(...) I made what sense I could of my wildly mistyped notes and emailed the investigators a summary, adding that I’d answer only questions related to the charges I’d been informed about. I wrote up a peevish statement asserting that the essay had been political speech, stemming from my belief, as a feminist, that women have spent the past century and a half demanding to be treated as consenting adults; now a cohort on campuses was demanding to relinquish those rights, which I believe is a disastrous move for feminism. I used the words "political" and "feminist" numerous times.
Kipnis kommt nun auf die generelle Situation an den Hochschulen zu sprechen:
As I understand it, any Title IX charge that’s filed has to be investigated, which effectively empowers anyone on campus to individually decide, and expand, what Title IX covers. Anyone with a grudge, a political agenda, or a desire for attention can quite easily leverage the system.
And there are a lot of grudges these days. The reality is that the more colleges devote themselves to creating "safe spaces" — that new watchword — for students, the more dangerous those campuses become for professors. It’s astounding how aggressive students’ assertions of vulnerability have gotten in the past few years. Emotional discomfort is regarded as equivalent to material injury, and all injuries have to be remediated.
Most academics I know — this includes feminists, progressives, minorities, and those who identify as gay or queer — now live in fear of some classroom incident spiraling into professional disaster. After the essay appeared, I was deluged with emails from professors applauding what I’d written because they were too frightened to say such things publicly themselves. My inbox became a clearinghouse for reports about student accusations and sensitivities, and the collective terror of sparking them, especially when it comes to the dreaded subject of trigger warnings, since pretty much anything might be a "trigger" to someone, given the new climate of emotional peril on campuses.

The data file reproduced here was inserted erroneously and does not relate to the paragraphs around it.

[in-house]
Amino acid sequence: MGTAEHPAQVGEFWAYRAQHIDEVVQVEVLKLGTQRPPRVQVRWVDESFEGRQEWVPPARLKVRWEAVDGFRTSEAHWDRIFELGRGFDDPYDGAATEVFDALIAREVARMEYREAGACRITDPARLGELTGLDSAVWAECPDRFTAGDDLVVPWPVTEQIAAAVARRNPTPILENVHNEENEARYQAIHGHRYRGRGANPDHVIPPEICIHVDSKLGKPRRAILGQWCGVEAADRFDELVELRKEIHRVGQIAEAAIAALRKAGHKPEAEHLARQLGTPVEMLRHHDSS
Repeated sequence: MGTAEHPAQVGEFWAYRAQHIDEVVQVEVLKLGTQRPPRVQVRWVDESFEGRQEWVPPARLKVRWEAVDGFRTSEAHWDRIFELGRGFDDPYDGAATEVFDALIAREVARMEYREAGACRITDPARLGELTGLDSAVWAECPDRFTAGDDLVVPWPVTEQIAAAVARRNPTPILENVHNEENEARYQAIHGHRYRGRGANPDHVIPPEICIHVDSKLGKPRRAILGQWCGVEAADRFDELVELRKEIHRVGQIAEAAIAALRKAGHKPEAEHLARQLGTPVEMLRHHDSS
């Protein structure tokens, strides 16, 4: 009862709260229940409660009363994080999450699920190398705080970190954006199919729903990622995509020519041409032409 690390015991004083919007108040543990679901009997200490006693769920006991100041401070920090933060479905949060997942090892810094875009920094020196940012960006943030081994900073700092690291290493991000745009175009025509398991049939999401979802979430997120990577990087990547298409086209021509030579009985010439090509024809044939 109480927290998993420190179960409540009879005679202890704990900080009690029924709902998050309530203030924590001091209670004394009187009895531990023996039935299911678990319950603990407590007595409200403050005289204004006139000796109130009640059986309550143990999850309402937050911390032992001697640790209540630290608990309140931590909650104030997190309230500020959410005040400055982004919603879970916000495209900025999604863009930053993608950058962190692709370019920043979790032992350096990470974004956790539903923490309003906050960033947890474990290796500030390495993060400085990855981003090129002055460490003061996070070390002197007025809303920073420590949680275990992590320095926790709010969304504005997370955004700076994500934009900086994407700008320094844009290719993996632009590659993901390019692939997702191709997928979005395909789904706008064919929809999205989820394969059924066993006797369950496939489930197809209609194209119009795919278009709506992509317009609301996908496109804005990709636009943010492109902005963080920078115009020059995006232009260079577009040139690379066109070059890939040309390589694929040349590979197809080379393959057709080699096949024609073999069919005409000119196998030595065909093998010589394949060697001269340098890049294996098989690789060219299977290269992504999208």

I learned that professors around the country now routinely avoid discussing subjects in classes that might raise hackles. A well-known sociologist wrote that he no longer lectures on abortion. Someone who’d written a book about incest in her own family described being confronted in class by a student furious with her for discussing the book. A tenured professor on my campus wrote about lying awake at night worrying that some stray remark of hers might lead to student complaints, social-media campaigns, eventual job loss, and her being unable to support her child. I’d thought she was exaggerating, but that was before I learned about the Title IX complaints against me.
Kipnis kehrt nach diesem Exkurs zu ihren eigenen Erfahrungen zurück:
That was our only face-to-face meeting, though there were numerous phone calls, emails, and requests for further substantiation, including copies of emails and tweets. I tried to guess what all this was costing — two lawyers flying back and forth to conduct interviews of the complainants, myself, and an expanding list of witnesses, review the sources for a 5,200-word article, adjudicate their findings, and compose a thorough report. I’m no expert on legal fees, but I was pretty sure the meter was ticking in $10,000 increments.
I’d been asked to keep the charges confidential, but this became moot when, shortly before my campus meeting with the investigators, a graduate student published an article on a well-trafficked site excoriating me and the essay, and announcing that two students had filed Title IX retaliation complaints against me. She didn’t identify her source for this information or specify her own relationship to the situation, though she seemed well versed on all the inside details; in fact, she knew more about the process than I did.
(...) She was also surprisingly unconcerned about how effectively her article demolished its own premises about the asymmetry of institutional power. If a graduate student can publicly blast her own university’s president, mock his ideas, and fear no repercussions, then clearly the retaliatory power that university employment confers on anyone — from professors to presidents — is nil. Nor had my own essay exactly had a chilling effect on anyone’s freedom of expression.